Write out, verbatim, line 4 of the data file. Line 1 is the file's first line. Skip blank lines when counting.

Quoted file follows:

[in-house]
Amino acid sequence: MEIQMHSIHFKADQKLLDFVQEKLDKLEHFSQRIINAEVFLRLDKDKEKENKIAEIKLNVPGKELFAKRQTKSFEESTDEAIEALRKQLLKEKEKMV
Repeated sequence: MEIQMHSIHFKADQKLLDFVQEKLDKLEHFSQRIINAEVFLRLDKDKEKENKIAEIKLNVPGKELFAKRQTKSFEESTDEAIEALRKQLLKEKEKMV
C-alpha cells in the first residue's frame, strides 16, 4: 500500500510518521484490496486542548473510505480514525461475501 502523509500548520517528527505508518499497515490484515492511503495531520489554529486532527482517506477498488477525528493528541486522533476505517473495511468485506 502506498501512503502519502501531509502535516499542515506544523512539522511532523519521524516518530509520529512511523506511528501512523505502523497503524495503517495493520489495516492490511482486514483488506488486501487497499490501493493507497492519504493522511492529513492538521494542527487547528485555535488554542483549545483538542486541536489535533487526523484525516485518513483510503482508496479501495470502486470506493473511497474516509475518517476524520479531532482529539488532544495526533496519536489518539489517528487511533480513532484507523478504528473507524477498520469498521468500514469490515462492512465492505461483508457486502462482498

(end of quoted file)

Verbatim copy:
C-alpha cells in the first residue's frame, strides 16, 4: 500500500510518521484490496486542548473510505480514525461475501 502523509500548520517528527505508518499497515490484515492511503495531520489554529486532527482517506477498488477525528493528541486522533476505517473495511468485506 502506498501512503502519502501531509502535516499542515506544523512539522511532523519521524516518530509520529512511523506511528501512523505502523497503524495503517495493520489495516492490511482486514483488506488486501487497499490501493493507497492519504493522511492529513492538521494542527487547528485555535488554542483549545483538542486541536489535533487526523484525516485518513483510503482508496479501495470502486470506493473511497474516509475518517476524520479531532482529539488532544495526533496519536489518539489517528487511533480513532484507523478504528473507524477498520469498521468500514469490515462492512465492505461483508457486502462482498